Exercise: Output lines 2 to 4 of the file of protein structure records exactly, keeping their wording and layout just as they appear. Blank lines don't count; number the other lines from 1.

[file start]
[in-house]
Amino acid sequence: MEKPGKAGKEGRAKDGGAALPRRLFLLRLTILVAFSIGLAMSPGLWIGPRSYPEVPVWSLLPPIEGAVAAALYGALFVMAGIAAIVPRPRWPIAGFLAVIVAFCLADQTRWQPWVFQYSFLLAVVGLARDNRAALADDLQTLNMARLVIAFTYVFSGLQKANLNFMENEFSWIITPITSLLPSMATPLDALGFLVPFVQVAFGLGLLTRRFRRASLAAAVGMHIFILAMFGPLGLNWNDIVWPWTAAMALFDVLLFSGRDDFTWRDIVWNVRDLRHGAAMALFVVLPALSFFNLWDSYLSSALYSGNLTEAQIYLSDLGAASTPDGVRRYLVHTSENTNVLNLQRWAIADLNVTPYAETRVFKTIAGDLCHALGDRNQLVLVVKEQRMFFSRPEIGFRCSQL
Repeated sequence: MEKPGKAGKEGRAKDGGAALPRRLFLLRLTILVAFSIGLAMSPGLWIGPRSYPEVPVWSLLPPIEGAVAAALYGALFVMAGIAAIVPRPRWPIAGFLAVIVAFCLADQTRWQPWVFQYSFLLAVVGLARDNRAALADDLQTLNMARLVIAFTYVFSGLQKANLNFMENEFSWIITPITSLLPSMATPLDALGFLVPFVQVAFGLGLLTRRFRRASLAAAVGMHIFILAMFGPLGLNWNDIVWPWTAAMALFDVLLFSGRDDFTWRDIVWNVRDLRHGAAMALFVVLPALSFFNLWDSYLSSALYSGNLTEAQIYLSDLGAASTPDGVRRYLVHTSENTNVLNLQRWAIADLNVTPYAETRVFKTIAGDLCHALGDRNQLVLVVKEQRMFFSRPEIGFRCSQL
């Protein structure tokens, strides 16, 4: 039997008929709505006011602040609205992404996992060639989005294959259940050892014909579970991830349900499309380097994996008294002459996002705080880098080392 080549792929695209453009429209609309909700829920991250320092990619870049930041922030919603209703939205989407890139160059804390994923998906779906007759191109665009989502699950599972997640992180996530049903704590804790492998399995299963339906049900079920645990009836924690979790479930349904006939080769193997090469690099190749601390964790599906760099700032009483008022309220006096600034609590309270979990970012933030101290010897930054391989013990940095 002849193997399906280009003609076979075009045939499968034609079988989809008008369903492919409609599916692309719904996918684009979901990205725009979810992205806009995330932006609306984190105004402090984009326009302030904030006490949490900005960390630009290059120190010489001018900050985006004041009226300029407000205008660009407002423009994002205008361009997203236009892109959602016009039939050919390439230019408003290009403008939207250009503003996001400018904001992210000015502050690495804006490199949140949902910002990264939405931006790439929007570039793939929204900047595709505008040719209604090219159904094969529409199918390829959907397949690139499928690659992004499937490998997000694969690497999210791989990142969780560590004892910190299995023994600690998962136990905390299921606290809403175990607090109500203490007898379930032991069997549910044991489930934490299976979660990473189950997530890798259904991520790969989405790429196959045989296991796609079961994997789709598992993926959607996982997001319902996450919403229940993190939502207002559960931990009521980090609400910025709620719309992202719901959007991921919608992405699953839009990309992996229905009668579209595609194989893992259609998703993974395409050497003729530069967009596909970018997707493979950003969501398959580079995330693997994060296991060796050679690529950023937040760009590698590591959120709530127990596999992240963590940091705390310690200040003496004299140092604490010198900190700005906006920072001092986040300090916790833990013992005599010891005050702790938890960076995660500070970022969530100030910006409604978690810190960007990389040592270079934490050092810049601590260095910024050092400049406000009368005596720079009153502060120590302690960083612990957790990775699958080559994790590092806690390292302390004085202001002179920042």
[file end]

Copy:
Amino acid sequence: MEKPGKAGKEGRAKDGGAALPRRLFLLRLTILVAFSIGLAMSPGLWIGPRSYPEVPVWSLLPPIEGAVAAALYGALFVMAGIAAIVPRPRWPIAGFLAVIVAFCLADQTRWQPWVFQYSFLLAVVGLARDNRAALADDLQTLNMARLVIAFTYVFSGLQKANLNFMENEFSWIITPITSLLPSMATPLDALGFLVPFVQVAFGLGLLTRRFRRASLAAAVGMHIFILAMFGPLGLNWNDIVWPWTAAMALFDVLLFSGRDDFTWRDIVWNVRDLRHGAAMALFVVLPALSFFNLWDSYLSSALYSGNLTEAQIYLSDLGAASTPDGVRRYLVHTSENTNVLNLQRWAIADLNVTPYAETRVFKTIAGDLCHALGDRNQLVLVVKEQRMFFSRPEIGFRCSQL
Repeated sequence: MEKPGKAGKEGRAKDGGAALPRRLFLLRLTILVAFSIGLAMSPGLWIGPRSYPEVPVWSLLPPIEGAVAAALYGALFVMAGIAAIVPRPRWPIAGFLAVIVAFCLADQTRWQPWVFQYSFLLAVVGLARDNRAALADDLQTLNMARLVIAFTYVFSGLQKANLNFMENEFSWIITPITSLLPSMATPLDALGFLVPFVQVAFGLGLLTRRFRRASLAAAVGMHIFILAMFGPLGLNWNDIVWPWTAAMALFDVLLFSGRDDFTWRDIVWNVRDLRHGAAMALFVVLPALSFFNLWDSYLSSALYSGNLTEAQIYLSDLGAASTPDGVRRYLVHTSENTNVLNLQRWAIADLNVTPYAETRVFKTIAGDLCHALGDRNQLVLVVKEQRMFFSRPEIGFRCSQL
């Protein structure tokens, strides 16, 4: 039997008929709505006011602040609205992404996992060639989005294959259940050892014909579970991830349900499309380097994996008294002459996002705080880098080392 080549792929695209453009429209609309909700829920991250320092990619870049930041922030919603209703939205989407890139160059804390994923998906779906007759191109665009989502699950599972997640992180996530049903704590804790492998399995299963339906049900079920645990009836924690979790479930349904006939080769193997090469690099190749601390964790599906760099700032009483008022309220006096600034609590309270979990970012933030101290010897930054391989013990940095 002849193997399906280009003609076979075009045939499968034609079988989809008008369903492919409609599916692309719904996918684009979901990205725009979810992205806009995330932006609306984190105004402090984009326009302030904030006490949490900005960390630009290059120190010489001018900050985006004041009226300029407000205008660009407002423009994002205008361009997203236009892109959602016009039939050919390439230019408003290009403008939207250009503003996001400018904001992210000015502050690495804006490199949140949902910002990264939405931006790439929007570039793939929204900047595709505008040719209604090219159904094969529409199918390829959907397949690139499928690659992004499937490998997000694969690497999210791989990142969780560590004892910190299995023994600690998962136990905390299921606290809403175990607090109500203490007898379930032991069997549910044991489930934490299976979660990473189950997530890798259904991520790969989405790429196959045989296991796609079961994997789709598992993926959607996982997001319902996450919403229940993190939502207002559960931990009521980090609400910025709620719309992202719901959007991921919608992405699953839009990309992996229905009668579209595609194989893992259609998703993974395409050497003729530069967009596909970018997707493979950003969501398959580079995330693997994060296991060796050679690529950023937040760009590698590591959120709530127990596999992240963590940091705390310690200040003496004299140092604490010198900190700005906006920072001092986040300090916790833990013992005599010891005050702790938890960076995660500070970022969530100030910006409604978690810190960007990389040592270079934490050092810049601590260095910024050092400049406000009368005596720079009153502060120590302690960083612990957790990775699958080559994790590092806690390292302390004085202001002179920042």